Milos Raonic continues his early-season roll with an emphatic first-round victory at the Australian Open

Canada's Milos Raonic stretches to hit a shot during his first round match against France's Lucas Pouille at the Australian Open tennis tournament at Melbourne Park, Australia, January 19, 2016. REUTERS/Brandon Malone

MELBOURNE, Australia – We've seen the storyline play out often, where a player appears to be in peak early-season form in the tournaments leading up to a Grand Slam, only to arrive at the big dance and not look like nearly the same player.

But in the case of Canadian Milos Raonic, the tennis he displayed in winning the Brisbane event 10 days ago was exactly what he showed in as routine a first-round match as there probably can be, a 6-1, 6-4, 6-4 victory over talented young Frenchman Lucas Pouille.

Raonic beat Pouille 6-4, 6-4 on his way to the Brisbane title; on Tuesday, he stepped it up. The score doesn't appear devastating, but the hammer struck every blow: 39 errors to just 20 unforced, 12 aces, 22-for-30 at the net and – a noteworthy stat for Raonic, 4-for-6 on break point opportunities.

"I think I'm playing well. I think I'm finally healthy, finally allowing the tennis that I have been able to put some time into to sort of speak for itself. I'm adding a few things," he said. "You know, I'm more efficient at the net. I find my way forward and I cover the net better. I'm able to make my opponents think a bit more and be a little bit more calm in situations of pressure, believing that I can take and I can use different things to get ahead."

Here's what it looked like.

The Canadian broke his opponent the first time he served in each set, and he took it from there.

"Playing ahead is always a little bit easier. The main thing you have to be on top of yourself for at that point is not have any letups," he said. "I think I stayed ahead pretty much on my service games. Other than maybe a love-15 once, I think I was ahead the whole time. I don't think it got to deuce ever. I was putting myself in good spots."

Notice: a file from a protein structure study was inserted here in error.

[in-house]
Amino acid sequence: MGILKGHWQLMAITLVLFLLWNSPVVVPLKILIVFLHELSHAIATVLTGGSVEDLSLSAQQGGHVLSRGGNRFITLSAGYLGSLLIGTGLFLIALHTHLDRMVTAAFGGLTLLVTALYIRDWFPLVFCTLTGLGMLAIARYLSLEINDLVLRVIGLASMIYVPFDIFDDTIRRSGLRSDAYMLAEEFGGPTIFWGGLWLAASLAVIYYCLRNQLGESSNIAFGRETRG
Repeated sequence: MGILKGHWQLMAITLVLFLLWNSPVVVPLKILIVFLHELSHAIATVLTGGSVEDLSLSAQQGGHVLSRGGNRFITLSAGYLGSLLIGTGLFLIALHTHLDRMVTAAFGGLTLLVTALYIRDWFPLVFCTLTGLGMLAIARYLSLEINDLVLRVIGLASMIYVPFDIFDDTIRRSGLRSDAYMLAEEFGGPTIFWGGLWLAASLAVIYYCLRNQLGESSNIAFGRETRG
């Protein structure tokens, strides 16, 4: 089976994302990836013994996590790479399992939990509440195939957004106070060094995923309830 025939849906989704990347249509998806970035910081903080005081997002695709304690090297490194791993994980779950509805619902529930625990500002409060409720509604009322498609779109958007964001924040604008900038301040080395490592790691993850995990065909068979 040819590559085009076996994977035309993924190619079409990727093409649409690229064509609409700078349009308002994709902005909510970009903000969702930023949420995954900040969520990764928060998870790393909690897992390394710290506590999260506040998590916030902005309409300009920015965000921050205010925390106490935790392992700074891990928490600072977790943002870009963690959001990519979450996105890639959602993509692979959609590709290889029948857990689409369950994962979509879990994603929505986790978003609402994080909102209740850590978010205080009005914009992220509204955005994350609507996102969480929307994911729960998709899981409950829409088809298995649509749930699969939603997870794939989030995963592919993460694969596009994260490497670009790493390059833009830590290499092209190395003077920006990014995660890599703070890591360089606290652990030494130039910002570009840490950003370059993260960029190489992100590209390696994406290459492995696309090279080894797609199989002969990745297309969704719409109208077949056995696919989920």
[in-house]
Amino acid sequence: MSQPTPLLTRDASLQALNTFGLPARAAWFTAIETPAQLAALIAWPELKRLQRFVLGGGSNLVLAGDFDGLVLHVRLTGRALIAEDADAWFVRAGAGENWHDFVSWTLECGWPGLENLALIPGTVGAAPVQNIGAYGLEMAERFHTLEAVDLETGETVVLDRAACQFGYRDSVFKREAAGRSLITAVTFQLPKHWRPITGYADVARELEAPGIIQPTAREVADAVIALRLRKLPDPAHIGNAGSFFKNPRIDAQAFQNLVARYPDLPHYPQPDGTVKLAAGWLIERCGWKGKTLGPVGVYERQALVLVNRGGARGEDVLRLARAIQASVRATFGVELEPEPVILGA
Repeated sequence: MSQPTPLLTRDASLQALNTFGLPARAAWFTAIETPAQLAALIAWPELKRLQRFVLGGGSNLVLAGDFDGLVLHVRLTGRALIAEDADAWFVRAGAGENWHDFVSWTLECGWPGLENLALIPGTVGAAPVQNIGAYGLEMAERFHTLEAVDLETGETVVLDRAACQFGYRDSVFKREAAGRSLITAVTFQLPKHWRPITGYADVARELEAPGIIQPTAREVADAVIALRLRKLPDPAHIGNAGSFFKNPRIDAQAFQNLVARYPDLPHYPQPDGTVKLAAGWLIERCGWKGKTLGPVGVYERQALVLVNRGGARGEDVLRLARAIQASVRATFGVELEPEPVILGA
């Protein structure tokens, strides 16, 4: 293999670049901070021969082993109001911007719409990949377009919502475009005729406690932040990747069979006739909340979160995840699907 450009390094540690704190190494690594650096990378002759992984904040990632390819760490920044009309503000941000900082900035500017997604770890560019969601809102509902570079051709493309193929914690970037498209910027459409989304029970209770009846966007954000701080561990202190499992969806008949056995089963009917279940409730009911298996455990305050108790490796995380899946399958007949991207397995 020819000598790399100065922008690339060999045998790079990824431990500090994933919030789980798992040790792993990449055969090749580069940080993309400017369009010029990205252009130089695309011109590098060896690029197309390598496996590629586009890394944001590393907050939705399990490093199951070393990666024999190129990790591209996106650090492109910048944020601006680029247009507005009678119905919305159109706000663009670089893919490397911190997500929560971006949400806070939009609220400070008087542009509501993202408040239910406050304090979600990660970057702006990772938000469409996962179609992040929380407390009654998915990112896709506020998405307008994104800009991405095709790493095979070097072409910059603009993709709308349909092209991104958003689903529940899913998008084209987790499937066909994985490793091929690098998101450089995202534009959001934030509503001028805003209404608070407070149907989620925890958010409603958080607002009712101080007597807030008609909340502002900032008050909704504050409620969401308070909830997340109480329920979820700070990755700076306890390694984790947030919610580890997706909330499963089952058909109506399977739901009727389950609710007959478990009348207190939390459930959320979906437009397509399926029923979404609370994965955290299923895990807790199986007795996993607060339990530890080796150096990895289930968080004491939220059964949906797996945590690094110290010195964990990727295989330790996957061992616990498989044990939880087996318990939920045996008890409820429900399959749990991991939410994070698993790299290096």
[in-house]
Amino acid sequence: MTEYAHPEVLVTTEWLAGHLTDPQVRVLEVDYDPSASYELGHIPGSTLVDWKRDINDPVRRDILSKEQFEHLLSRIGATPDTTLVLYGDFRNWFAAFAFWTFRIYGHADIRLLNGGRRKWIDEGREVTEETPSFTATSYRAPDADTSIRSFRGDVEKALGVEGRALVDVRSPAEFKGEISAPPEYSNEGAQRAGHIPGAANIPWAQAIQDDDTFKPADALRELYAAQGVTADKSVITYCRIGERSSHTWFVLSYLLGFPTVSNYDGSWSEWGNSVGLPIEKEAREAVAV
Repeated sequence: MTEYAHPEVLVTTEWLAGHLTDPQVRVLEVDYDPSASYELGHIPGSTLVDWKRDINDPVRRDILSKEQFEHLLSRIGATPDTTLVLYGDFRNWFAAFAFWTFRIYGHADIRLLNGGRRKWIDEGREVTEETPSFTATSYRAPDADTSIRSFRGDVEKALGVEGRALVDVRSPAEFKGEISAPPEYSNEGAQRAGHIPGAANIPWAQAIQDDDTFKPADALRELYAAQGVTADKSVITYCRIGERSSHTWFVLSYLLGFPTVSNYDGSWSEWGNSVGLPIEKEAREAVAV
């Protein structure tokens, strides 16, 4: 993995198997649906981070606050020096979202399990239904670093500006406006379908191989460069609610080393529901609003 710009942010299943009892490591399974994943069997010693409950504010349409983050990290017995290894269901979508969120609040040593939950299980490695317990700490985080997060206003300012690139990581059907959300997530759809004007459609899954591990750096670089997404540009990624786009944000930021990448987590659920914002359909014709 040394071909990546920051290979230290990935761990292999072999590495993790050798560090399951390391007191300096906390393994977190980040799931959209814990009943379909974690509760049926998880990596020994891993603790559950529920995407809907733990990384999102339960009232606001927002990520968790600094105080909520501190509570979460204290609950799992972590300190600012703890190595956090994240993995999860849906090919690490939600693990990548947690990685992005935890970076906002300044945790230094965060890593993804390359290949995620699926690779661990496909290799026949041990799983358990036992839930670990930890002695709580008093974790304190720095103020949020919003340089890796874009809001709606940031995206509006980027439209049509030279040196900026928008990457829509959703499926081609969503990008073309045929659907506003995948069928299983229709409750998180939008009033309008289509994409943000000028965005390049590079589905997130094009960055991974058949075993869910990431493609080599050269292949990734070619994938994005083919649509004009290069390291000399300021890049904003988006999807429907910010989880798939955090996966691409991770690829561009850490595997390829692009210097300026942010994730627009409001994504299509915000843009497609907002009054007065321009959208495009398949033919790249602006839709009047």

Raonic had an 11 a.m. start, before the worst of the heat, and wrapped his match up in about 90 minutes.

His second-round opponent had the opposite experience.

Tommy Robredo, looking all of his 33 years and then some by the end, managed to get past Malek Jaziri of Tunisia 8-6 in the fifth set, in a match that ended nearly six hours after Raonic's effort, all of it in the heat of the day.

The 33-year-old needed nearly five hours to defeat Malek Jaziri in the first round of the Australian Open. (Stephanie Myles/
The 33-year-old needed nearly five hours to defeat Malek Jaziri in the first round of the Australian Open. (Stephanie Myles/

Robredo's victory took four hours and 47 minutes; the final set alone lasted just minutes less than Raonic's entire match.

The veteran Spaniard will be up against it as it is; Raonic leads their head-to-head 5-0, and the two meetings on hard courts were convincing victories by the Canadian.

"Tommy I have played many times. Difficult match, as always. But I feel like I'm playing well. However that challenge presents itself, I think I can find some solutions," Raonic said.

Now, about the ... mouth guard.

It's not a great look. But it's a look.(REUTERS/Brandon Malone)
It's not a great look. But it's a look.(REUTERS/Brandon Malone)

It's a new addition to Raonic's on-court armour – nothing on the level of the sleeve and the new bandanna but still, rather noticeable.

It tends to pop out right after Raonic makes an unforced error which, in the end, kind of makes the piece of plastic a window to Raonic's tennis soul, if we want to get poetic about it. It certainly doesn't make for poetic looking photos.

Raonic said his chiropractor recommended it; he joked that it might help his back.

"Just to not grind my teeth while I play. It just causes stress and headaches sometimes," he said. "I wear it all the time other than when I'm eating, so I got used to it pretty quickly. Maybe I fiddle it with it too much while I play, but other than that it's pretty much there all the time."